I’m not convinced that the people shaming others for their weight or diet even care about health, as under videos of plus-size creators working out or eating a balanced and nutritious diet, there are always a plethora of comments degrading them and debasing them for not doing more, more, always more to make themselves weigh less.

The Herald: Say no to bread? There's really no need for most folkSay no to bread? There's really no need for most folk (Image: free)

I'm told that putting on weight will ruin my life but I never get reminded that regularly failing to consume enough calories to maintain the proper function of the body can put a potentially fatal strain on someone's heart, or that under-eating can lead to an irreversible loss of bone density and calcium content.

One of the cruellest aspects of chronic under-eating is that for anyone hoping to conceive a child, reproductive capacity can be negatively impacted, even after recovery. Shaming someone for their weight is rude and unhelpful, and for many years now we've become too entrenched in seeing thin bodies as healthy bodies, in every instance without stopping to consider that weight is an incredibly complex and nuanced concept best left to people who have the full context of the situation.

There is no one-size-fits-all diet, everyone has their own individual needs and goals. Exercise, too, isn’t something that can be boiled down to a prescriptive methodology, whatever movement is enjoyable is more likely to be sustainable.

Plenty of people will start a gruelling routine of daily exercise and restrictive dieting, only to put down the salad and hang up their trainers before the end of January.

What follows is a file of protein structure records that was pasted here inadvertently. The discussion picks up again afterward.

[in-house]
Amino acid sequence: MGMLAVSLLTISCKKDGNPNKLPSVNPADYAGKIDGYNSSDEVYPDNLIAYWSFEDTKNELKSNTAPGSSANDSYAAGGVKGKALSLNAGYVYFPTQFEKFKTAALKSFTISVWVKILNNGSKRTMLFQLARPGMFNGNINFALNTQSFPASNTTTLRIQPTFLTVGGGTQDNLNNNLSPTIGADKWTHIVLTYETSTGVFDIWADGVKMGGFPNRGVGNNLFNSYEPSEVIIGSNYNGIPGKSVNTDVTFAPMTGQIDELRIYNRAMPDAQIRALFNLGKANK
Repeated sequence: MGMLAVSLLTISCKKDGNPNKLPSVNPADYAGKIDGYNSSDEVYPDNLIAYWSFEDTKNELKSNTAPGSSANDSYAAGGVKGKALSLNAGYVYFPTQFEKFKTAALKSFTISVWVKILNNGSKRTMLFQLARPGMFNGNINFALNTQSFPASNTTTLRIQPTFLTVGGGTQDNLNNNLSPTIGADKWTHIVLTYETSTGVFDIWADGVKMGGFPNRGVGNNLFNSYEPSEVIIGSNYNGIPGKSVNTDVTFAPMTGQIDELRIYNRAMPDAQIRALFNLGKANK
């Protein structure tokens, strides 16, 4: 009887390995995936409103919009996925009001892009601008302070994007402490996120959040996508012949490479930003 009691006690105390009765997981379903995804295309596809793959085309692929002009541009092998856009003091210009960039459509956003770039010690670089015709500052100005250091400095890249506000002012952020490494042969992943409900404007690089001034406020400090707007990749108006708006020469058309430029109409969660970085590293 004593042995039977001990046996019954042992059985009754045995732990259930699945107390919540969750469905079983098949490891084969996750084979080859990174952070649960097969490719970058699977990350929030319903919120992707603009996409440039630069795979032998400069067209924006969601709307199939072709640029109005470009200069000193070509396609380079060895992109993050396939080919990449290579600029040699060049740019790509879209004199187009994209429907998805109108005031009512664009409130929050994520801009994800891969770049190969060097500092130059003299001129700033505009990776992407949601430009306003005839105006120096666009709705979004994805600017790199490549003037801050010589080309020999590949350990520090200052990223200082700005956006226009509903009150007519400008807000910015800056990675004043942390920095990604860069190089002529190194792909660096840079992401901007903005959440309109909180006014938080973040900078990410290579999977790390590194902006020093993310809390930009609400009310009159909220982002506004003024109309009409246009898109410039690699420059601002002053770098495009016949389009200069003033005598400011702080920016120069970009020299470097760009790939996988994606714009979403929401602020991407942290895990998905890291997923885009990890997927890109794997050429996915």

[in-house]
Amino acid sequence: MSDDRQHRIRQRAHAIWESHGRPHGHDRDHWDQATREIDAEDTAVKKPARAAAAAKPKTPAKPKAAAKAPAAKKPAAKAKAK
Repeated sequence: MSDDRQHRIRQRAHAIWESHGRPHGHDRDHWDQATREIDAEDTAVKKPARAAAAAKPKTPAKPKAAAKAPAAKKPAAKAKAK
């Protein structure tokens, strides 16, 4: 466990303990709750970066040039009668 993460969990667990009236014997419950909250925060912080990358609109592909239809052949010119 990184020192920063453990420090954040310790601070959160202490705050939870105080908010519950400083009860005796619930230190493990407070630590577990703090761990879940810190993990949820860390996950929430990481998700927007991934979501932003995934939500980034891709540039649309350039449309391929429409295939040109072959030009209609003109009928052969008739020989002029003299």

You are much more likely to keep to a routine if it’s something you enjoy, and sometimes incremental change is the most beneficial.

“Healthy” doesn’t just look like toned abs and a trim bahookie, there is more to it than even the physical or aesthetic that we've been taught to value above all else.

Feeling good in yourself, having a healthy and balanced relationship with food and with exercise, feeling confident and comfortable with your body and mind as a whole, is much more important than a number on a scale or a measuring tape.

Nobody reads out a BMI or waist size in a eulogy, you were not put on this earth to constantly worry about fitting into jeans or toning up anything that jiggles. This year when it comes to healthy changes, I think we might benefit from resolving to be a little kinder to others, and to ourselves.